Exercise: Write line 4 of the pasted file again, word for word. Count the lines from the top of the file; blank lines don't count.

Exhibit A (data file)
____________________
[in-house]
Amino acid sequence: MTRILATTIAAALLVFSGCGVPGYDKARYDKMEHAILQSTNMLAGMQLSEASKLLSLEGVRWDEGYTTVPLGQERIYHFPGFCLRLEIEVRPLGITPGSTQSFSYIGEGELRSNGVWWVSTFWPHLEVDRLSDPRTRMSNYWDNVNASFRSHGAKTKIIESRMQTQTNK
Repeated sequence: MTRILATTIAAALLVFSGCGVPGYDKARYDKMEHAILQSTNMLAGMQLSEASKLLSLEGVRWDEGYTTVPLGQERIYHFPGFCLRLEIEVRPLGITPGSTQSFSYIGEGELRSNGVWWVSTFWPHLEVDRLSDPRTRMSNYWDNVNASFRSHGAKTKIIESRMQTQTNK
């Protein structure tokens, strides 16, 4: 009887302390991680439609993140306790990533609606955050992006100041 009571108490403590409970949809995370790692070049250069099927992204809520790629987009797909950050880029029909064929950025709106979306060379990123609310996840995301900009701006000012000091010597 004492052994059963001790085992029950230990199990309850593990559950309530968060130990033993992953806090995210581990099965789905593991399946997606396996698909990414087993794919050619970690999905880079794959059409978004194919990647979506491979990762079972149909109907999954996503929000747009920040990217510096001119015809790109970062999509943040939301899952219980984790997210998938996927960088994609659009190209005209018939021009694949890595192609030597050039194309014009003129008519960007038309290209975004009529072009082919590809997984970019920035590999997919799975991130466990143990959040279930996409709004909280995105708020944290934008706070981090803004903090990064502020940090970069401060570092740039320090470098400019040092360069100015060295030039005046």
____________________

């Protein structure tokens, strides 16, 4: 009887302390991680439609993140306790990533609606955050992006100041 009571108490403590409970949809995370790692070049250069099927992204809520790629987009797909950050880029029909064929950025709106979306060379990123609310996840995301900009701006000012000091010597 004492052994059963001790085992029950230990199990309850593990559950309530968060130990033993992953806090995210581990099965789905593991399946997606396996698909990414087993794919050619970690999905880079794959059409978004194919990647979506491979990762079972149909109907999954996503929000747009920040990217510096001119015809790109970062999509943040939301899952219980984790997210998938996927960088994609659009190209005209018939021009694949890595192609030597050039194309014009003129008519960007038309290209975004009529072009082919590809997984970019920035590999997919799975991130466990143990959040279930996409709004909280995105708020944290934008706070981090803004903090990064502020940090970069401060570092740039320090470098400019040092360069100015060295030039005046």